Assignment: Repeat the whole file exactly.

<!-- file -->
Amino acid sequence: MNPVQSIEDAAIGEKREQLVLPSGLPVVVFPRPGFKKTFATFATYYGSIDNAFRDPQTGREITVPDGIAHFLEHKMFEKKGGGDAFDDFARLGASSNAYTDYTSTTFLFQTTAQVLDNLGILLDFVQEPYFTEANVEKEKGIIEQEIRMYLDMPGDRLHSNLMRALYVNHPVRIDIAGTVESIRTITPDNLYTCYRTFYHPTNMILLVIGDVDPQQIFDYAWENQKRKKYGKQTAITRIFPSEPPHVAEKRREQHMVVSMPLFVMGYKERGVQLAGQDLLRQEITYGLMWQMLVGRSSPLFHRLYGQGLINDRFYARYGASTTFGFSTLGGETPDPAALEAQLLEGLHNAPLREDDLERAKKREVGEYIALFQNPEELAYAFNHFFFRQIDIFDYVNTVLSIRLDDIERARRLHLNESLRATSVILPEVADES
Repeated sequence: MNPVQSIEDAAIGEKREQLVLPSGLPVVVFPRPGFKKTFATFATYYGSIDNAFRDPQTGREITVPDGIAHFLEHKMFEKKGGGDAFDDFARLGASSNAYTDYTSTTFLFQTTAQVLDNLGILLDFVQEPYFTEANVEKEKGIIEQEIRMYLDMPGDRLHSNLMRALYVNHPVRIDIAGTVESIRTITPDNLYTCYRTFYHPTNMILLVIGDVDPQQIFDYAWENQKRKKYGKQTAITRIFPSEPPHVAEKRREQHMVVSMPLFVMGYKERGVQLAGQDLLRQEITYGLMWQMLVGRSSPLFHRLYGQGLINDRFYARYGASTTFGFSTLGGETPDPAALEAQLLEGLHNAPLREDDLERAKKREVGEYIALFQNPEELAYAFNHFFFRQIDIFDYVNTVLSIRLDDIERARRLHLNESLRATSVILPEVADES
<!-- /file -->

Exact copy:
Amino acid sequence: MNPVQSIEDAAIGEKREQLVLPSGLPVVVFPRPGFKKTFATFATYYGSIDNAFRDPQTGREITVPDGIAHFLEHKMFEKKGGGDAFDDFARLGASSNAYTDYTSTTFLFQTTAQVLDNLGILLDFVQEPYFTEANVEKEKGIIEQEIRMYLDMPGDRLHSNLMRALYVNHPVRIDIAGTVESIRTITPDNLYTCYRTFYHPTNMILLVIGDVDPQQIFDYAWENQKRKKYGKQTAITRIFPSEPPHVAEKRREQHMVVSMPLFVMGYKERGVQLAGQDLLRQEITYGLMWQMLVGRSSPLFHRLYGQGLINDRFYARYGASTTFGFSTLGGETPDPAALEAQLLEGLHNAPLREDDLERAKKREVGEYIALFQNPEELAYAFNHFFFRQIDIFDYVNTVLSIRLDDIERARRLHLNESLRATSVILPEVADES
Repeated sequence: MNPVQSIEDAAIGEKREQLVLPSGLPVVVFPRPGFKKTFATFATYYGSIDNAFRDPQTGREITVPDGIAHFLEHKMFEKKGGGDAFDDFARLGASSNAYTDYTSTTFLFQTTAQVLDNLGILLDFVQEPYFTEANVEKEKGIIEQEIRMYLDMPGDRLHSNLMRALYVNHPVRIDIAGTVESIRTITPDNLYTCYRTFYHPTNMILLVIGDVDPQQIFDYAWENQKRKKYGKQTAITRIFPSEPPHVAEKRREQHMVVSMPLFVMGYKERGVQLAGQDLLRQEITYGLMWQMLVGRSSPLFHRLYGQGLINDRFYARYGASTTFGFSTLGGETPDPAALEAQLLEGLHNAPLREDDLERAKKREVGEYIALFQNPEELAYAFNHFFFRQIDIFDYVNTVLSIRLDDIERARRLHLNESLRATSVILPEVADES